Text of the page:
KINGSTON –– The police say they are now investigating vicious death threats made on social media against parliamentarian Lisa Hanna after she called for recordings of incarcerated dancehall artiste Vybz Kartel and other murder convicts to be banned from the airwaves.
Head of the Counter Terrorism and Organised Crime Branch, Assistant Commissioner of Police Clifford Chambers, told
Jamaica Observer yesterday that Hanna made an official report to the Cybercrimes Unit and that they have since launched an investigation.
Chambers could not speak in detail about the methods to be employed in the investigation; however, he said that part of the probe would deal with proving the offence.
“We have to go through the posts on her Instagram [page to see that] they constitute a criminal investigation and, based on our understanding of the Offences Against the Person Act and the cybercrime legislation, be comfortable that an offence has been committed,” Chambers explained, adding that the way forward is to get the formal investigative processes engaged to associate senders with the messages.
Chambers also explained that if the threats and other messages were made from fake profiles they will be able to engage international counterparts who have the authority to call upon the host of Instagram and other social media platforms.
“So, then it would be an investigation that goes outside the realm of Jamaica, but there are still avenues and means to which we can and will advance these investigations,” Chambers said.
Hanna was speaking Tuesday during a Nationwide Radio discussion about how violence in the country is intertwined with certain negative aspects of popular culture.
“To set examples, we have to identify what rules are rules, and what privileges are privileges. If you are convicted, perhaps it is [that] your music needs not be played on the radio,” Hanna said.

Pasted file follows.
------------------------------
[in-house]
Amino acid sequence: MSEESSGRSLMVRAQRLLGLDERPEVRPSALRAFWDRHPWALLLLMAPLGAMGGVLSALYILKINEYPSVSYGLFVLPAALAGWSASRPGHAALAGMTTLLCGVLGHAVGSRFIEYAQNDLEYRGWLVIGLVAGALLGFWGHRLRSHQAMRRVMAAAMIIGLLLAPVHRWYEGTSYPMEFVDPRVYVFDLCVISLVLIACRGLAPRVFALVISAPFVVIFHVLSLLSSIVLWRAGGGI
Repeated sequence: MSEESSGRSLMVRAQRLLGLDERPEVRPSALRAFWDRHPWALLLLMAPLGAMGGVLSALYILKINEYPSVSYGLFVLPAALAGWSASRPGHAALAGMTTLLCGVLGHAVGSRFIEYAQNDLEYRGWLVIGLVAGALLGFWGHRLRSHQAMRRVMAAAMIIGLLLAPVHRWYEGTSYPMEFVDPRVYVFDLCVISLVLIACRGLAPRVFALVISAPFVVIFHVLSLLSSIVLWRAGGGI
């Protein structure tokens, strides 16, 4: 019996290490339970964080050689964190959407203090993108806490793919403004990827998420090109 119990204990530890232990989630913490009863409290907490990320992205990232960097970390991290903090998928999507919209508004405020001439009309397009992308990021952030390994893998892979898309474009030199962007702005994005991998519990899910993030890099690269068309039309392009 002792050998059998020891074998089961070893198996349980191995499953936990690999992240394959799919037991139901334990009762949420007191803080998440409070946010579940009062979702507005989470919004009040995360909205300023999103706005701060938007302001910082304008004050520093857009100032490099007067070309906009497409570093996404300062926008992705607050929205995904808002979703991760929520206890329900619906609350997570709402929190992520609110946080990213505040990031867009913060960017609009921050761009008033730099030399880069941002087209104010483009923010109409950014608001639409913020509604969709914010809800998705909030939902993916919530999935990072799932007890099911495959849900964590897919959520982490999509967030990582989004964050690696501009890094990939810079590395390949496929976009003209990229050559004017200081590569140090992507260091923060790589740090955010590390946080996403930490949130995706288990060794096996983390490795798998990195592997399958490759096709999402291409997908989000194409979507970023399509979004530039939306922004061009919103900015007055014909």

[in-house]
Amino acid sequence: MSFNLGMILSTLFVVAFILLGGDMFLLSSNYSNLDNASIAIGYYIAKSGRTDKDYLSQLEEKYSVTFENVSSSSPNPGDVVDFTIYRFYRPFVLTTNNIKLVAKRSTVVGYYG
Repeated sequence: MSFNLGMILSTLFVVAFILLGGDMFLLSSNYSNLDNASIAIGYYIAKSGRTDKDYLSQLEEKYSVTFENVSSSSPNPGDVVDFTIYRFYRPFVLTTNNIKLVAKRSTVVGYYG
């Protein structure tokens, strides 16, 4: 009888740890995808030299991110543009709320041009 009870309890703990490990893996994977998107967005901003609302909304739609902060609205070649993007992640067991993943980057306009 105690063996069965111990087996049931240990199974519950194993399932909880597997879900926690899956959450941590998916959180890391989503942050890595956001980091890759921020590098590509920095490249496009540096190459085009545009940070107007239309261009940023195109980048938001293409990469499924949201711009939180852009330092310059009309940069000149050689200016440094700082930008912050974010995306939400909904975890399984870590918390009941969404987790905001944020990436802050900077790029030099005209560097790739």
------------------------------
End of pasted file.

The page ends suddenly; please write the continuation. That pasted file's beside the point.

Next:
“The issue where Kartel’s music keeps coming out more than any other person — because I haven’t heard any new songs from Buju [Banton] since he has been incarcerated — we need to get to the root cause of that,” Hanna insisted.
In suggesting that an investigation be conducted into Kartel’s production and release of music, Hanna made it clear that she was not singling out the popular dancehall artiste.
“We need to find out how the songs are being made. How are they getting out? Is there corruption in the prison system? Not only for Kartel; I’m not singling out Kartel alone. I’m singling out, across the spectrum, [those] who are having an imprint on our children’s value system,” Hanna asserted.
However, her comments earned the wrath of social media users.
Instagram users left nasty comments under photos she had posted in the past. On Twitter and Facebook, the vitriol towards Hanna was just as intense.
“. . . Lisa Hanna calls for Vybz Kartel’s music to be banned . . . but . . . quotes . . . his . . . music . . . for . . . Instagram . . . ? You know what it is? It’s their constant innate need to be and feel white and bourgeois and not a part of the lumpen proletariat,” one Facebook user said.
One Twitter user accused politicians of using dancehall music while campaigning and asked “What makes it wrong now?”
“Lisa Hanna is losing it. First the plastic rice, now Kartel?” another said.
“Kartel aspire more ghetto utes (sic) than Lisa Hanna suh rn [right now] we just need fi come together and cancel PNP,” yet another social media user stated.
Calls to Hanna yesterday went unanswered, and when contacted for a response, People’s National Party General Secretary Julian Robinson said that he would not be commenting on the matter.
Vybz Kartel, whose given name is Adidja Palmer, was in 2014 given a life sentence, being only eligible for parole after 35 years, for the murder of Clive “Lizard” Williams. Since his incarceration, new recordings are being heard from him almost on a monthly basis. In fact, he has been awarded and lauded for his music at various award shows — the most recent being the Youth View Awards, where he copped five awards, including dancehall artiste of the year.